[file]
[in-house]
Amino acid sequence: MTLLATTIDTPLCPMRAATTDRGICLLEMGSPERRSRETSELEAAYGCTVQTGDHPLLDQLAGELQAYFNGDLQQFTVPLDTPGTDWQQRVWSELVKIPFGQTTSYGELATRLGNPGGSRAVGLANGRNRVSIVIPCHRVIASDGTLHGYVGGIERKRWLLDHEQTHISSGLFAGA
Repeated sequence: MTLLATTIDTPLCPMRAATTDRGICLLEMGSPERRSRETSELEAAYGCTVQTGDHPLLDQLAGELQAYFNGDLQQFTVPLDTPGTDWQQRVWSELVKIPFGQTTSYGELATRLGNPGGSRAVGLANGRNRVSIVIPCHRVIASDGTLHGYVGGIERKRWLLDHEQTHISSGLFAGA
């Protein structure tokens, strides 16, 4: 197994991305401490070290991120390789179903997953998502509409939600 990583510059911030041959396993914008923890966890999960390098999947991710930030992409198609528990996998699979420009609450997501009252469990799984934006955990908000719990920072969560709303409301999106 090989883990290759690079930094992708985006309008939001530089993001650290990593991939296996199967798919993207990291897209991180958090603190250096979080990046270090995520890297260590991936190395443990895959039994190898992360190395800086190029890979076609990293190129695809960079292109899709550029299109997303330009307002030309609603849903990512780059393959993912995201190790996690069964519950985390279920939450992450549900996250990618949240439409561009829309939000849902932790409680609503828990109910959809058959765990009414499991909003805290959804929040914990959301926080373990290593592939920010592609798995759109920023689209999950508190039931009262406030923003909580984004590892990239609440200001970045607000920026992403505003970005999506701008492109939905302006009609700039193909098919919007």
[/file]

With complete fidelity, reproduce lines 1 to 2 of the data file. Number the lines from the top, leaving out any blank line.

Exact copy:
[in-house]
Amino acid sequence: MTLLATTIDTPLCPMRAATTDRGICLLEMGSPERRSRETSELEAAYGCTVQTGDHPLLDQLAGELQAYFNGDLQQFTVPLDTPGTDWQQRVWSELVKIPFGQTTSYGELATRLGNPGGSRAVGLANGRNRVSIVIPCHRVIASDGTLHGYVGGIERKRWLLDHEQTHISSGLFAGA